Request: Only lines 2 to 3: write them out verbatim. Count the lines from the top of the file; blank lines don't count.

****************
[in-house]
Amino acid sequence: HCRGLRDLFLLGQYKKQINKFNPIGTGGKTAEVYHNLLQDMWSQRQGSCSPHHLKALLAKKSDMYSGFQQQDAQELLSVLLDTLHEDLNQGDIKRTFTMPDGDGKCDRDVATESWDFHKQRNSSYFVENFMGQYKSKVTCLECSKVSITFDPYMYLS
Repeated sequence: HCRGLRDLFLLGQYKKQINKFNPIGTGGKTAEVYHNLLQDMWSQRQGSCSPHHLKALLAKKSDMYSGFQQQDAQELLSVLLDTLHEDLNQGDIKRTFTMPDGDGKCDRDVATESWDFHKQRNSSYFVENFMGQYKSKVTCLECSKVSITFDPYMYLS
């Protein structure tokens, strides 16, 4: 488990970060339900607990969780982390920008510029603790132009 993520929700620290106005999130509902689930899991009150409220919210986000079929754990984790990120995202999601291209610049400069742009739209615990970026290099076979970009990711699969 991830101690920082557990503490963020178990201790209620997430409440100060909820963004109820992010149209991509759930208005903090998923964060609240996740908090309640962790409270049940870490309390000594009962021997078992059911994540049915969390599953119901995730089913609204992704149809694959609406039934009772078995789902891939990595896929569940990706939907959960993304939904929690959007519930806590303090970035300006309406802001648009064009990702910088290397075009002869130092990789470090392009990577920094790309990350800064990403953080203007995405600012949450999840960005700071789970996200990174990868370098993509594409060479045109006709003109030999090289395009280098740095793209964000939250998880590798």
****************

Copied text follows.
Amino acid sequence: HCRGLRDLFLLGQYKKQINKFNPIGTGGKTAEVYHNLLQDMWSQRQGSCSPHHLKALLAKKSDMYSGFQQQDAQELLSVLLDTLHEDLNQGDIKRTFTMPDGDGKCDRDVATESWDFHKQRNSSYFVENFMGQYKSKVTCLECSKVSITFDPYMYLS
Repeated sequence: HCRGLRDLFLLGQYKKQINKFNPIGTGGKTAEVYHNLLQDMWSQRQGSCSPHHLKALLAKKSDMYSGFQQQDAQELLSVLLDTLHEDLNQGDIKRTFTMPDGDGKCDRDVATESWDFHKQRNSSYFVENFMGQYKSKVTCLECSKVSITFDPYMYLS